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Creative Content: 3 Behaviors Driving Marketers

Editor’s note: You may have missed this article when CMI published it last year. We’re sharing it now because it’s the time of the year when we like to talk cold sweets (and remind you about the qualities needed for creative content marketers.)

Before we get into all that delicious content marketing stuff, let’s talk about eating ice cream for a second. (Stay with me, folks. It’s gonna get weirder before it gets normal again.)

When you eat a bowl of ice cream, is your goal to get to an end result as fast as possible? Do you turn to a friend or maybe a professional ice-cream-eating freelancer and say, “Hey, can you finish this bowl of ice cream for me? I just really want a messy bowl.”

That’d be insane, right? The best part of eating ice cream is the process of eating the ice cream. And since we’re so infatuated with the process itself, some interesting behaviors unfold – namely, we tinker. We make the ice cream better. We add toppings. We put it into things, onto things, and next to things.

Because of our focus on the process – not our obsession with the end itself – we innovate.

What does this have to do with content marketing? Nothing. I just wanted to talk about my favorite dessert.

Kidding – of course the answer is “everything!”

If you study the most creative content marketers, it turns out that they approach their work much like most of us approach a bowl of ice cream: They make the process the point, not the end results. And as a result, they get better end results.

Too much #contentmarketing goes through the motions. The best find joy in the process, says @JayAcunzo. Share on X

There’s a psychological benefit to that behavior too. (That’s right – science is at play here, not just one man’s ramblings on frozen treats.)

And that science is just one of three key behaviors driving the most creative among us.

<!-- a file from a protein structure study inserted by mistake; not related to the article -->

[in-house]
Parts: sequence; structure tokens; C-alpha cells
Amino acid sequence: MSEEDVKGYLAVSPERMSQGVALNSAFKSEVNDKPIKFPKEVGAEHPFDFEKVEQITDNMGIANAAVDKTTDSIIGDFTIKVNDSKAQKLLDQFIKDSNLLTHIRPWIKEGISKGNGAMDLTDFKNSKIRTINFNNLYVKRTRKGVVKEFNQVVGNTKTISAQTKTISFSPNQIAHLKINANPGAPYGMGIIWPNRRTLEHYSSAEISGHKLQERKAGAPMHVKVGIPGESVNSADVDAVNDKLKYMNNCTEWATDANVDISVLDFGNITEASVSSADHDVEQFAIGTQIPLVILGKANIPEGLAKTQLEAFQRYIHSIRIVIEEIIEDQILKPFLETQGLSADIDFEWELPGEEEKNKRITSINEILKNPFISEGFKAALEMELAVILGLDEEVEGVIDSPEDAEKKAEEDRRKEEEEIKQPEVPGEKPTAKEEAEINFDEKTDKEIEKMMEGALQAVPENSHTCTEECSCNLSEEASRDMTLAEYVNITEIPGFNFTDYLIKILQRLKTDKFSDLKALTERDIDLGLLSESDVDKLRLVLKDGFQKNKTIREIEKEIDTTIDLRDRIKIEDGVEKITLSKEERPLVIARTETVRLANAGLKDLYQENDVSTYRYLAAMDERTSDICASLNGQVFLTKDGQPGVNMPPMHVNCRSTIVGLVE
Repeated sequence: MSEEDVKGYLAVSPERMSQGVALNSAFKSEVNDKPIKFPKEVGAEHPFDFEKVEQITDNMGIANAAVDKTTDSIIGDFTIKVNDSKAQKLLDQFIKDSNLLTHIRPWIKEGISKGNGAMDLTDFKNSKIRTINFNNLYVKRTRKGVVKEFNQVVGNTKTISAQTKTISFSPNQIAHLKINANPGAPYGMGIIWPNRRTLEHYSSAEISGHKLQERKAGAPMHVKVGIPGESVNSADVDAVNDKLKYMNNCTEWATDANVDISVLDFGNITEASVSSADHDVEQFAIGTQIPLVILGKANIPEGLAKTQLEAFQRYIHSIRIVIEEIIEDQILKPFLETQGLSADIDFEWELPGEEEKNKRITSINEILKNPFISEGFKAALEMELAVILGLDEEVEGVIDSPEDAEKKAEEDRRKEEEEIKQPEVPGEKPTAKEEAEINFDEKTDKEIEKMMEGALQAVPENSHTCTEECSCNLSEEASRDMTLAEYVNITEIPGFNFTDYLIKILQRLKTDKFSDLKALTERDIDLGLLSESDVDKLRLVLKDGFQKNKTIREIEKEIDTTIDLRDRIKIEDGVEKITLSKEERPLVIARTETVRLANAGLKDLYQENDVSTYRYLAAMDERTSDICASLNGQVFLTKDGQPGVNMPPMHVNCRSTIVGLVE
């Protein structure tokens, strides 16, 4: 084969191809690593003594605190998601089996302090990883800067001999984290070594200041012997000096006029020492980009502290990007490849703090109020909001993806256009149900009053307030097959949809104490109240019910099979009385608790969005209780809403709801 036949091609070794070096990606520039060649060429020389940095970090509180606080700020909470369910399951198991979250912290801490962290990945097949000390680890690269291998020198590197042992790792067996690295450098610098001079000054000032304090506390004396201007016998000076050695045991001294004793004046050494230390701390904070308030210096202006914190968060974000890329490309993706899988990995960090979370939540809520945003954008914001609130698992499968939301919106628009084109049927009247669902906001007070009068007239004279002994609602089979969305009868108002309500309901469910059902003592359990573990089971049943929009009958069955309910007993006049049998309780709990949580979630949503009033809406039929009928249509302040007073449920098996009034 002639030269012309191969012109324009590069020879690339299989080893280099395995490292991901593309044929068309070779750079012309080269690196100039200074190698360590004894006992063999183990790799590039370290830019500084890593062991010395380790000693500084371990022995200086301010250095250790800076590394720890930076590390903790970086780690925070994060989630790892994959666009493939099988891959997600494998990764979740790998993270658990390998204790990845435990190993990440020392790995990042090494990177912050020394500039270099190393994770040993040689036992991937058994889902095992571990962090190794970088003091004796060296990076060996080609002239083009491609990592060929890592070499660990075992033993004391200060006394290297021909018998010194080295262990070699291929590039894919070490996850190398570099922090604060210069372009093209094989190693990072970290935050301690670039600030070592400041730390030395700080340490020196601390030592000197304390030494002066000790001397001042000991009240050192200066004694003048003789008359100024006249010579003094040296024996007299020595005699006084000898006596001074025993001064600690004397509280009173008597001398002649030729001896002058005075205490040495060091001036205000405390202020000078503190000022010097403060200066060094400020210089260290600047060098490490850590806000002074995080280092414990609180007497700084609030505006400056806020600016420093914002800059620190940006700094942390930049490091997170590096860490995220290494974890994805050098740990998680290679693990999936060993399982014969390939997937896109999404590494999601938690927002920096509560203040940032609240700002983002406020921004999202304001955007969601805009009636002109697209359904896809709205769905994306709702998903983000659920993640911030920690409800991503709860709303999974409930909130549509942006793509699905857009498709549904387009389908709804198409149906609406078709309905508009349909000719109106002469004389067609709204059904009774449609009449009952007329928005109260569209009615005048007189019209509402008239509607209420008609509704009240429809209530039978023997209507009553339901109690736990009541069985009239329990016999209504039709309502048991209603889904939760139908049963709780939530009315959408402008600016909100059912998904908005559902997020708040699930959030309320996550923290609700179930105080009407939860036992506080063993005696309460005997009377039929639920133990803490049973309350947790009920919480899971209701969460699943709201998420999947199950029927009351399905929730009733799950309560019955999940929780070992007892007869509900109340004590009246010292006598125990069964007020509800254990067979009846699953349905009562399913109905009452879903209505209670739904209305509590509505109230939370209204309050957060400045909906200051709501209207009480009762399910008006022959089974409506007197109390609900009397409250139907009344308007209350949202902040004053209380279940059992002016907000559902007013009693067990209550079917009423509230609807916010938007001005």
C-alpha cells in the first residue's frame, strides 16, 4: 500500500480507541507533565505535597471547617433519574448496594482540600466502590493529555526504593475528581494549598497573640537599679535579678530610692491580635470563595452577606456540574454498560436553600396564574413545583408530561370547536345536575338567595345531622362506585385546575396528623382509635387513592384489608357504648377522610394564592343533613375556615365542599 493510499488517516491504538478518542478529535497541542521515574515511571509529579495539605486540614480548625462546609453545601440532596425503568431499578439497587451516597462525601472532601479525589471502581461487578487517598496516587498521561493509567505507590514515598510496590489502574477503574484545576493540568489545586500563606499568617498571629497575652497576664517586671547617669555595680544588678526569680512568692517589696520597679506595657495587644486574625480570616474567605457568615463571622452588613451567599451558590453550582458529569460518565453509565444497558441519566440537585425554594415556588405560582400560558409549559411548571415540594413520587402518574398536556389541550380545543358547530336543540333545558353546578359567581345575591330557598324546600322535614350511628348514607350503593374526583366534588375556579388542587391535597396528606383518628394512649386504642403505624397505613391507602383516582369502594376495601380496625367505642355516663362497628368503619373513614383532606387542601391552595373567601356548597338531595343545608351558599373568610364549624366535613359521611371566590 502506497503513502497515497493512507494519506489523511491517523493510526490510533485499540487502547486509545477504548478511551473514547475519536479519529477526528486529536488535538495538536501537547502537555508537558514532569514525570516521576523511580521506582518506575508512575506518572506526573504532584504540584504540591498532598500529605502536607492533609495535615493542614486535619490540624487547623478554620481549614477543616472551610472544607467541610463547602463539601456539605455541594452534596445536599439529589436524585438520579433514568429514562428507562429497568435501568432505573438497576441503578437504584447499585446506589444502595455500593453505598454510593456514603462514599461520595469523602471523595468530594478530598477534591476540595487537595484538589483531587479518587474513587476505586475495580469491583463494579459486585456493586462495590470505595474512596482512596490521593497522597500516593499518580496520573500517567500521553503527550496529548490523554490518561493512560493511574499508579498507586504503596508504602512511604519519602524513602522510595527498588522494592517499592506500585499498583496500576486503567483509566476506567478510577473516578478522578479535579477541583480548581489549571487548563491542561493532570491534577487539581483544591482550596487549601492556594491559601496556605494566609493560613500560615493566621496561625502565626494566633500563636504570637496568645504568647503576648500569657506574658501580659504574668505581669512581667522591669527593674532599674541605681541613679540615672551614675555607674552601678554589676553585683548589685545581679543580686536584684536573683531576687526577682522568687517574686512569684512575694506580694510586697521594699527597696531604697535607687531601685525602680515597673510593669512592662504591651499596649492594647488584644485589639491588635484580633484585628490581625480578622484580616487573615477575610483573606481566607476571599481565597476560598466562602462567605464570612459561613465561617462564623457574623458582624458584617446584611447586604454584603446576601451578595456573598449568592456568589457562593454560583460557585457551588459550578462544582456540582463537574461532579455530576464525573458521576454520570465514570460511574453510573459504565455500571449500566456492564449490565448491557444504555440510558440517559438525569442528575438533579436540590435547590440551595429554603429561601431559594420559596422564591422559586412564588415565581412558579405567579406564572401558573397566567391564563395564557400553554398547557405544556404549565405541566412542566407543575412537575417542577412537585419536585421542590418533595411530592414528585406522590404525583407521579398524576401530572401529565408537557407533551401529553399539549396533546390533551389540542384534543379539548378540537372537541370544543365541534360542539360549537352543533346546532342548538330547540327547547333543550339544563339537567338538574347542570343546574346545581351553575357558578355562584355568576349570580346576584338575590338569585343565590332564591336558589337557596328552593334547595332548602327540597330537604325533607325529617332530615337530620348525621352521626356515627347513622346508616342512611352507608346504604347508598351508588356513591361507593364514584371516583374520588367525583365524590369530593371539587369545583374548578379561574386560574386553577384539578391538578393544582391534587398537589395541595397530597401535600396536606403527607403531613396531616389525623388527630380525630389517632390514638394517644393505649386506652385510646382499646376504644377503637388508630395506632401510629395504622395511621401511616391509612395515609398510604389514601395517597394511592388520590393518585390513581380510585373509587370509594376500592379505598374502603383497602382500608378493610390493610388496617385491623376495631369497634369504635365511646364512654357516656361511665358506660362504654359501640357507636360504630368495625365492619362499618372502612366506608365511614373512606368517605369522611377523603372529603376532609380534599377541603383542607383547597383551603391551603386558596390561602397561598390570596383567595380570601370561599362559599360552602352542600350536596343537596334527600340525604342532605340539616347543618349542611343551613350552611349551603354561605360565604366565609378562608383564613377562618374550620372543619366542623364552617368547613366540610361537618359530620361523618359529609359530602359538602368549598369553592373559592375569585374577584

1. Truly creative content marketers make work intrinsic, not ‘telic’

Here’s the science behind the ice cream metaphor: When you eat ice cream, you’re intrinsically motivated to eat it. You do it for its own sake regardless of the end result.

The opposite of something intrinsic is “telic.” When an action is telic, it is done for the final results – created for a definite end. When you focus too much on that end result, i.e., when an activity is entirely telic, it becomes something nobody wants to complete and few people do with gusto: a chore.

Here’s the rub, my friend: Marketers have turned content marketing into a telic activity. We want the formula. We want the best practice. We want to skip to the end result as quickly, cheaply, and repeatably as humanly possible.

Another way of saying this: Too much content marketing goes through the motions. But the very best among us find joy in the process. They LOVE creating the stuff, tinkering on their framework for doing so, and testing their process and workflow — just because, just for enjoyment. And this actually yields better end results.

Example: Julie Kim, director of content marketing at Slack

Slack is now the fastest-growing business app EVER. Its internal communication and chat tool has reached near ubiquity, especially among tech-savvy companies. And its content focuses on the content itself, not the results generated from it – and Slack gets better results in the end.

It all started with a focus on tone of voice. Slack is hell-bent on being “clear, concise, and human.” Most organizations in their shoes would focus on the leads or subscribers they wish to generate, or perhaps a self-aggrandizing statement like, “Our aim is to be the industry-leading source for jargon in the jargon-jargon space.”